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Theology for Dummies

Have you ever read any of the “For Dummies” books? You know which ones I mean?

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They are pretty iconic. I mean, most people would recognize them simply by the cover, even if you’ve never read one of the books. They have somewhere around 2,500 titles and over 2 million books in print. Crazy, right? The appeal is that they are easy to read for the average person and present the information in a design where the important stuff is made known so that you can recognize and remember it. I think I read one in high school but I don’t remember what it was.

But to be honest, I kind of stayed away from them because I didn’t like reading stuff written for “Dummies!” (Yeah, pride. I know.) I considered myself a pretty well-read person, for which you can thank my parents. My Dad used to read to us all the time as little kids and he can still recite the “Three Billy Goats Gruff” from memory. In fact, if I were to go home and my Dad was read a book to my younger siblings, I would be in the front row.

When we got older, my Mom read us books like King Arthur, Pilgrim’s Progress, and Canterbury Tales. We read a lot. I love books and reading. I used to get in trouble for reading too much (actually, I used to get in trouble for getting upset when people interrupted my reading…) Old English? No problem. Beowulf? Bring it on. Deep theology? My favorite.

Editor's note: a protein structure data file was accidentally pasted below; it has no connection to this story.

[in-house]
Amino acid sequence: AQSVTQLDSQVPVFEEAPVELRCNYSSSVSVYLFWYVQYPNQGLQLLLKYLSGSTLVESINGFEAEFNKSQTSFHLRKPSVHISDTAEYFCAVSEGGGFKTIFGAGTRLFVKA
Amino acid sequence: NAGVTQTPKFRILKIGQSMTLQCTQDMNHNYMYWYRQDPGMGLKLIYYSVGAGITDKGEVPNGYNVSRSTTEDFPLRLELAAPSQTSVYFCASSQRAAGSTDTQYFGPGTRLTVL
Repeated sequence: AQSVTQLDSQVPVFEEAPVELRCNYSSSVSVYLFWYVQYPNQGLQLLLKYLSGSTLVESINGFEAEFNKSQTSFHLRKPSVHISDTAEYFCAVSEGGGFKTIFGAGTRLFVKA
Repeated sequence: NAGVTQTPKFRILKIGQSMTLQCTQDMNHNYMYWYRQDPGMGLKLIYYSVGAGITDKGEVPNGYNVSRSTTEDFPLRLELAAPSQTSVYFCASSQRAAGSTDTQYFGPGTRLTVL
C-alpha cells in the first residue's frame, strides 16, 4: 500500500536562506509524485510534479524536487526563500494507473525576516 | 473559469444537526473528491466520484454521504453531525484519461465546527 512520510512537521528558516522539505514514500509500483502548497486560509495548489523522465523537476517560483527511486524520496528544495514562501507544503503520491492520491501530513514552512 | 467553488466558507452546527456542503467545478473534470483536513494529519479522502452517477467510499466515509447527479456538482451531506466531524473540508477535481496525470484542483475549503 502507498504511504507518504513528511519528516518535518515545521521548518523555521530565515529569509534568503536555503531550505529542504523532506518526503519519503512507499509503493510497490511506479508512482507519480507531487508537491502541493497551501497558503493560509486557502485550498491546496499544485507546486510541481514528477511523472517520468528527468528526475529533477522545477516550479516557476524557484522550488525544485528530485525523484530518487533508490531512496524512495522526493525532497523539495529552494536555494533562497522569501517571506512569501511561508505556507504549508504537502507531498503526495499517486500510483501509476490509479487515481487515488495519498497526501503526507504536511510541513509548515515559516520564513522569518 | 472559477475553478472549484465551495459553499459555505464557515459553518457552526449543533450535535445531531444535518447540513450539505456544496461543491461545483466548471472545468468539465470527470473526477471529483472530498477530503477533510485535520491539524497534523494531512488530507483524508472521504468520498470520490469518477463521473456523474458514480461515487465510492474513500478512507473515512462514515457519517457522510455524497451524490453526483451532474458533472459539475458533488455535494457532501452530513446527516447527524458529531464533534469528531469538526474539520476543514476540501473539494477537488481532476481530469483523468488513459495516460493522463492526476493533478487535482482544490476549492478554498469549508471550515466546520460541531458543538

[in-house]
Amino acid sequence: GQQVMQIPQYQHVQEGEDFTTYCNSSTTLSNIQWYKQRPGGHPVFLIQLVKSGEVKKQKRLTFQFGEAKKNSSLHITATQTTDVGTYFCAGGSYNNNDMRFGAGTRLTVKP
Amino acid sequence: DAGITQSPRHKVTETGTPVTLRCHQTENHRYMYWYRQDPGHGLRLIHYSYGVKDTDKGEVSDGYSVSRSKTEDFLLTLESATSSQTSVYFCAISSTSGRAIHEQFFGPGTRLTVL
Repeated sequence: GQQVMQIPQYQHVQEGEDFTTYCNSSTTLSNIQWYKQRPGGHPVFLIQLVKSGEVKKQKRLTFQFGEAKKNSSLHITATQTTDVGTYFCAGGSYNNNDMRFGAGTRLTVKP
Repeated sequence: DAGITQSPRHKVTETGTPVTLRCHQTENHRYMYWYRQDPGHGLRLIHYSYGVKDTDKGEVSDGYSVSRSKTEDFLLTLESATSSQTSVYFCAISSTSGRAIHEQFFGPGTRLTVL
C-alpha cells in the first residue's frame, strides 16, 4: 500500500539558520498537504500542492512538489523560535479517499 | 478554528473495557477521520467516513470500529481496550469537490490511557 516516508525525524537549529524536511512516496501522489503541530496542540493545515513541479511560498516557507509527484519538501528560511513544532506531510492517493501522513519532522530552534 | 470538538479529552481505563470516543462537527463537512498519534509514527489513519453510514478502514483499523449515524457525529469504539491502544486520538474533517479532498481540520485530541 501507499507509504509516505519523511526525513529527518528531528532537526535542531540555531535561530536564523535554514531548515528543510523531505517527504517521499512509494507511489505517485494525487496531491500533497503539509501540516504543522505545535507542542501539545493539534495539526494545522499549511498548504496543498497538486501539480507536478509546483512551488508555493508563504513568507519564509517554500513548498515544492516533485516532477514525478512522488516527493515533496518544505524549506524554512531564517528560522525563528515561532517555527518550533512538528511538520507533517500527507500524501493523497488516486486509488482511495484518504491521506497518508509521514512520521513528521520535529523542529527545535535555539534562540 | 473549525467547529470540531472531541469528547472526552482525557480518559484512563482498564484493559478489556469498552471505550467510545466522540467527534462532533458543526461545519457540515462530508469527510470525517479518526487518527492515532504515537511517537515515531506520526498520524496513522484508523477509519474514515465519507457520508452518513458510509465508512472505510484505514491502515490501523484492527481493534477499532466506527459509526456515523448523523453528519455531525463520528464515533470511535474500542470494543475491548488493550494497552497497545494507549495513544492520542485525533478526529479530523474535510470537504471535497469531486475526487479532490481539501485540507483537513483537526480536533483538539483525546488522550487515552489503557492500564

But things are different now. My brain capacity and concentration capacity are different. And although the desire to read deep things is very real, I find myself wishing someone would write a “Theology for Dummies” book. Which sounds like a contradiction, I know. But I simply can’t comprehend the books I used to be able to read- which is SO frustrating! For instance, I’ve had Bonhoeffer’s “The Cost of Discipleship” sitting on my shelf for about a year now. I’ve probably started it 4-5 times and never been able to get past the first chapter because I don’t understand what I’m reading. No matter how many times I read the same sentence, I don’t get it. (Is there a kid’s version of this book??)

I used to be able to read several books at the same time and keep up with all the themes. Don’t believe me? Look what popped up on my Timehop today:

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This was what I was reading four years ago. I liked reading more than one book at a time so that if I didn’t feel like reading one book, I had another to turn to.

But not now. It’s been frustrating but also very humbling for me. The person who used to pride herself in reading the great books of the world has been brought down to the level of a child and is thankful that she can read at all! That person who used to have 6 books by her bed that she was reading all at once is now thankful to be able to open her Bible and comprehend one single verse in it. Thankful to find those authors that do write simply. Ultimately thankful that salvation isn’t for the wise or all-knowing people but that you just have to have faith like a child. That it’s simple. Just thankful.